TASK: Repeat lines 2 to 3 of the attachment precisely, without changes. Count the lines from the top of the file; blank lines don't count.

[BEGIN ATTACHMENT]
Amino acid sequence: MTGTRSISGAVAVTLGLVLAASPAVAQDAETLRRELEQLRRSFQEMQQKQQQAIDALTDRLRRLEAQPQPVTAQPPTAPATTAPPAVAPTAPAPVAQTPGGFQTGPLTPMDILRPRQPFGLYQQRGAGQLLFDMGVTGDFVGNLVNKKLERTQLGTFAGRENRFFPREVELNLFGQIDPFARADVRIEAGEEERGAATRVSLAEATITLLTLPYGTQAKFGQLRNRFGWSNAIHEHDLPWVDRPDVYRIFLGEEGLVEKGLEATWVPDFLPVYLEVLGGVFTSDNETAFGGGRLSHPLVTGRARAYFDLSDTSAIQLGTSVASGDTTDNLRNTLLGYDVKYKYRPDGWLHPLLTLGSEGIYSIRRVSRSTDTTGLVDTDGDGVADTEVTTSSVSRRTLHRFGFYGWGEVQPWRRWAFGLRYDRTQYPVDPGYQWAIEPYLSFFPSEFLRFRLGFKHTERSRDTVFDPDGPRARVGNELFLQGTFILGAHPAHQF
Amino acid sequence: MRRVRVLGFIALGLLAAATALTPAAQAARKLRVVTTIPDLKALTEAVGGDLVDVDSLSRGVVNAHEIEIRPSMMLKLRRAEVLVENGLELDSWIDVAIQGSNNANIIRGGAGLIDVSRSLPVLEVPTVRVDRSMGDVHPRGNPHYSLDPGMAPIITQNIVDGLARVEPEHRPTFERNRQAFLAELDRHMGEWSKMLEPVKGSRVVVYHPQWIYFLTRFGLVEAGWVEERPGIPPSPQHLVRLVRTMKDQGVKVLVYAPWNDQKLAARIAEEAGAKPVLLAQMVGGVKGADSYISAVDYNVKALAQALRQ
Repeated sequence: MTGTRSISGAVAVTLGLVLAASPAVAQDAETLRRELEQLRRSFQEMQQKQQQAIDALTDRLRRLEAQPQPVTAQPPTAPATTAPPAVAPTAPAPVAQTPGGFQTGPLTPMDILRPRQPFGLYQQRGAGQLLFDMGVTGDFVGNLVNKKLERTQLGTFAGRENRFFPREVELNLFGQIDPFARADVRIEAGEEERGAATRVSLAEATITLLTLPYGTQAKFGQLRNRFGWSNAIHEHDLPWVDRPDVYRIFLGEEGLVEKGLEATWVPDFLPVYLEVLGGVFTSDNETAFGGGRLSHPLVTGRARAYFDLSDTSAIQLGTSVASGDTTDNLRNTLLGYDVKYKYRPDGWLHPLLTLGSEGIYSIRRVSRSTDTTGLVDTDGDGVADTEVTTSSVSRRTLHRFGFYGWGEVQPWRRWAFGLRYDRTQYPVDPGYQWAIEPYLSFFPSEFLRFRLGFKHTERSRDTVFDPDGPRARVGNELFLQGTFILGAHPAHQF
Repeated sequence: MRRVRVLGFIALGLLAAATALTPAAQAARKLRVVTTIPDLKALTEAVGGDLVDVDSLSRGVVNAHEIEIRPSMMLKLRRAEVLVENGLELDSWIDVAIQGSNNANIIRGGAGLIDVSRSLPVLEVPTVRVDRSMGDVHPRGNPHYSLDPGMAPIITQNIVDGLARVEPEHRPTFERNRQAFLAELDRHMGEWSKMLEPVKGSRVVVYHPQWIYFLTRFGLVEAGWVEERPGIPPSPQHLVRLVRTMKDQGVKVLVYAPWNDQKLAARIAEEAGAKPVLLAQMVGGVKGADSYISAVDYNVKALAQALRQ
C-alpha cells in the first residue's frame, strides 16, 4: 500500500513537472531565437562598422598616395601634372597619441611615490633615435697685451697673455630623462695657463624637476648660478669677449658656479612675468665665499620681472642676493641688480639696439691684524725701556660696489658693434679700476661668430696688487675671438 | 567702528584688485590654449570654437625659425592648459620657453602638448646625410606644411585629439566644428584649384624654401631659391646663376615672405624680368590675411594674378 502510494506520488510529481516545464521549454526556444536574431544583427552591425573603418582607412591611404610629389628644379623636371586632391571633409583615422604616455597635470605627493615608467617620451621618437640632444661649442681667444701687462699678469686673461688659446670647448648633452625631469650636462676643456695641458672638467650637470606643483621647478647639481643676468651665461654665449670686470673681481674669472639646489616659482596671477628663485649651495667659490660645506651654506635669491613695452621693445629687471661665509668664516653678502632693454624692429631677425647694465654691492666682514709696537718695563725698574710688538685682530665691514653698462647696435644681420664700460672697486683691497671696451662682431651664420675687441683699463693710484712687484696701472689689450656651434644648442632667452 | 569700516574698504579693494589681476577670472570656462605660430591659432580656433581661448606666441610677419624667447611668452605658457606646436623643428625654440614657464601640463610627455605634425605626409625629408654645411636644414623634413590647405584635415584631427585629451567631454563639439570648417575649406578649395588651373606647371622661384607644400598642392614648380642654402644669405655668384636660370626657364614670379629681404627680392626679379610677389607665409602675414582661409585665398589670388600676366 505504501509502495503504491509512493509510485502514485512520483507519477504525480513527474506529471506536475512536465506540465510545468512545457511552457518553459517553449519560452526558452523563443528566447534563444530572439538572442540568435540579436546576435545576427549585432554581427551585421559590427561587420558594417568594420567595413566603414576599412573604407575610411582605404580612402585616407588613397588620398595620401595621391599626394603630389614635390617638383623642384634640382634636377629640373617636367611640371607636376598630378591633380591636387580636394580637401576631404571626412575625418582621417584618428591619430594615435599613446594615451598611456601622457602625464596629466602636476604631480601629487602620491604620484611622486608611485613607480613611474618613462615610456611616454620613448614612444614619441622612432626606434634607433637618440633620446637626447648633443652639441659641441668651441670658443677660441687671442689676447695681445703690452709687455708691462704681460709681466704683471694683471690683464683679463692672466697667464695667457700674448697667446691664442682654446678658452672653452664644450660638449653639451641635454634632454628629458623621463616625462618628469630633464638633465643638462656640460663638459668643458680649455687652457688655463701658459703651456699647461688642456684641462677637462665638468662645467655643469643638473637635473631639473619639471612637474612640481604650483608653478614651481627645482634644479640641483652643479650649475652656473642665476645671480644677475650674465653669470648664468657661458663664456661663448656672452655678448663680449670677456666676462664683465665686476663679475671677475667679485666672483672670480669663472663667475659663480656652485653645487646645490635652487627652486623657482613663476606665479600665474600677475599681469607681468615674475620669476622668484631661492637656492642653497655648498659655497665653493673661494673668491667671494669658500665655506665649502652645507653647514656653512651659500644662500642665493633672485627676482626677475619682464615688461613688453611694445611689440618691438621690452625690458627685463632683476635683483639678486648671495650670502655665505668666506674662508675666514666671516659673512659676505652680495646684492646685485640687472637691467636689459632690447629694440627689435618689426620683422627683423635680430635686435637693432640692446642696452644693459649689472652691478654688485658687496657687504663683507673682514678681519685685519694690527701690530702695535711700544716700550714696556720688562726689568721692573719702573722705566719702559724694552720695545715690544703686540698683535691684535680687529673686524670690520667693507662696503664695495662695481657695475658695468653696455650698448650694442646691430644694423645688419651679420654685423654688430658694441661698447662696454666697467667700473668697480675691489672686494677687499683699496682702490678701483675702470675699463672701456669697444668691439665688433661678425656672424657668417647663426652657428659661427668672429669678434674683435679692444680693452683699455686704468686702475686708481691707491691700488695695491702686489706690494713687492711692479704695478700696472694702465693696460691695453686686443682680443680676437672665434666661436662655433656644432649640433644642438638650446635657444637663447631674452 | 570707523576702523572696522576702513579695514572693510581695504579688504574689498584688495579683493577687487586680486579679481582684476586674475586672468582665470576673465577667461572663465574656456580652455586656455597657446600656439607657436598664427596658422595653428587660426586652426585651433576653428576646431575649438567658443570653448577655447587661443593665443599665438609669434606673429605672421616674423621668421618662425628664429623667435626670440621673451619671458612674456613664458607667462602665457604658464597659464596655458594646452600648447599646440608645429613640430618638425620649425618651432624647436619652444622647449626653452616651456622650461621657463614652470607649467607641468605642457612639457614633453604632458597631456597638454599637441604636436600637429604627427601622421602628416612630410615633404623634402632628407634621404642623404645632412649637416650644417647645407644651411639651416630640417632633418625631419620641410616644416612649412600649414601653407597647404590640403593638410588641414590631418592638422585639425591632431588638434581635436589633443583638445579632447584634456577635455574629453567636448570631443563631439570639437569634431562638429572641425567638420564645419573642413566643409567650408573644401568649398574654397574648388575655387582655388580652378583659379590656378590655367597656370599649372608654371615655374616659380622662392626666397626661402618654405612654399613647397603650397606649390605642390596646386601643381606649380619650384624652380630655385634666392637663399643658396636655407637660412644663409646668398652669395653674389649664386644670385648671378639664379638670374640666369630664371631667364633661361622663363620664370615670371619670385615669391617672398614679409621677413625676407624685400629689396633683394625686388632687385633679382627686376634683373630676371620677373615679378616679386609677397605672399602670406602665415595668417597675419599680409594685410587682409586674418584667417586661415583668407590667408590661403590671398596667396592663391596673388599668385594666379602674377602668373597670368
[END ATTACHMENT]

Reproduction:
Amino acid sequence: MRRVRVLGFIALGLLAAATALTPAAQAARKLRVVTTIPDLKALTEAVGGDLVDVDSLSRGVVNAHEIEIRPSMMLKLRRAEVLVENGLELDSWIDVAIQGSNNANIIRGGAGLIDVSRSLPVLEVPTVRVDRSMGDVHPRGNPHYSLDPGMAPIITQNIVDGLARVEPEHRPTFERNRQAFLAELDRHMGEWSKMLEPVKGSRVVVYHPQWIYFLTRFGLVEAGWVEERPGIPPSPQHLVRLVRTMKDQGVKVLVYAPWNDQKLAARIAEEAGAKPVLLAQMVGGVKGADSYISAVDYNVKALAQALRQ
Repeated sequence: MTGTRSISGAVAVTLGLVLAASPAVAQDAETLRRELEQLRRSFQEMQQKQQQAIDALTDRLRRLEAQPQPVTAQPPTAPATTAPPAVAPTAPAPVAQTPGGFQTGPLTPMDILRPRQPFGLYQQRGAGQLLFDMGVTGDFVGNLVNKKLERTQLGTFAGRENRFFPREVELNLFGQIDPFARADVRIEAGEEERGAATRVSLAEATITLLTLPYGTQAKFGQLRNRFGWSNAIHEHDLPWVDRPDVYRIFLGEEGLVEKGLEATWVPDFLPVYLEVLGGVFTSDNETAFGGGRLSHPLVTGRARAYFDLSDTSAIQLGTSVASGDTTDNLRNTLLGYDVKYKYRPDGWLHPLLTLGSEGIYSIRRVSRSTDTTGLVDTDGDGVADTEVTTSSVSRRTLHRFGFYGWGEVQPWRRWAFGLRYDRTQYPVDPGYQWAIEPYLSFFPSEFLRFRLGFKHTERSRDTVFDPDGPRARVGNELFLQGTFILGAHPAHQF